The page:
“They deserve a secretary of Labor who knows how to build their power as workers, who knows that when I say our future will be made in America, it will be a future built by American workers — a future with historic investments in infrastructure, clean energy, manufacturing, and so much more,” Biden said.
If confirmed as expected, Walsh will oversee federal labor laws, workers compensation, and workplace health and safety for more than 150 million workers. Accepting the nomination, he pledged “to put power back into the hands of working people,” defending workers’ rights, strengthening collective bargaining, and boosting union membership.
Walsh described American workers as feeling the crippling impact of the pandemic and the ensuing economic crisis, which have wracked cities like Boston. But he stressed that working people have been struggling for a long time, under deep inequalities of race, gender, and class and an erosion of their rights under the outgoing administration.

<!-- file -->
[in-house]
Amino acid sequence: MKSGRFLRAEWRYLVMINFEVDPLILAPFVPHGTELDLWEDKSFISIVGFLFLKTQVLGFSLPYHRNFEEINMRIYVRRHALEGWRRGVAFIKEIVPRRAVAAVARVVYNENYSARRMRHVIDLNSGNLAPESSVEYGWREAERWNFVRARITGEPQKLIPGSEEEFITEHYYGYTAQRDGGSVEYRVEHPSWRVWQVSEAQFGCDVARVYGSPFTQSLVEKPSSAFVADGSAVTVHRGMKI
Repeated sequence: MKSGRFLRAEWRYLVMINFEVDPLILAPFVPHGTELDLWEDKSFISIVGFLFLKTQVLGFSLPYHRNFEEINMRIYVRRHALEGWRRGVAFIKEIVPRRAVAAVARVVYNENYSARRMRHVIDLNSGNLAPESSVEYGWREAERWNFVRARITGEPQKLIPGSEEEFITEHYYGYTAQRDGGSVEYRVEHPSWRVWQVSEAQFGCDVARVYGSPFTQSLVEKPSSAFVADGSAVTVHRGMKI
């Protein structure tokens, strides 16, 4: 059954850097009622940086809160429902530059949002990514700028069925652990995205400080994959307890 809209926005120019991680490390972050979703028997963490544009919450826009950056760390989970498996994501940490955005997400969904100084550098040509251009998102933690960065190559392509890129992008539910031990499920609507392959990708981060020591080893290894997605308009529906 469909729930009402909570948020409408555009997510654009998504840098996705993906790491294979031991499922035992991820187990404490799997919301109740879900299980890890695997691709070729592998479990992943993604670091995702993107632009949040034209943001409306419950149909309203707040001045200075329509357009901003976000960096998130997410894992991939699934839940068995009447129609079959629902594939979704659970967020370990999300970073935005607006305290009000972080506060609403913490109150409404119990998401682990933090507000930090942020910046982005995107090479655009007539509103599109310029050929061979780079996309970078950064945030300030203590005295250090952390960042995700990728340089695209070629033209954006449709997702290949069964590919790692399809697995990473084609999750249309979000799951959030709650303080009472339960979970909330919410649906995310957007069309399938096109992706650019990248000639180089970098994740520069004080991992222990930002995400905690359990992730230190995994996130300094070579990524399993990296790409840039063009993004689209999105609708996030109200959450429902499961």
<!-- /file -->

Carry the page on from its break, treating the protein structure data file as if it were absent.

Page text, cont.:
“For the last four years, they’ve been under assault — from attacks on their rights, their livelihoods, and the unions that built the middle class,” he said.
Walsh also paid tribute to his parents, who came to the United States as immigrants from Connemara, Ireland, and raised him and his brother, John, “with dignity and security in the multiethnic, multiracial, working-class neighborhood of Dorchester.”
“All they brought with them were willing hands, honest hearts — and hope for the American dream,” he said. “But that’s all they needed — because my father joined the Laborer’s Union in Boston.”
By following in his father’s footsteps, Walsh said, he “learned what it took to turn an honest day’s work into an honest day’s pay,” and saw the impact of “fighting for good jobs, good benefits, and safe workplaces.”
“The word ‘labor’ means everything to me,” he said.
Raimondo, Rhode Island’s first female governor, also paid tribute to her working-class roots, saying her grandfather came to the United States on a boat when he was 14 years old, learned English at the Providence Public Library, and started a family — “the first chapter of a new American story.”
“I was the youngest of three kids — there were six of us, including my grandfather, living in a small house and sharing one bathroom,” she said. “We didn’t have a lot, but we had everything we needed. Until one day, my dad came home, and told us that the factory was going to close.”
Raimondo, a former venture capitalist, will take over a department that handles business relations, tech policy, and the gathering of economic data, among other responsibilities.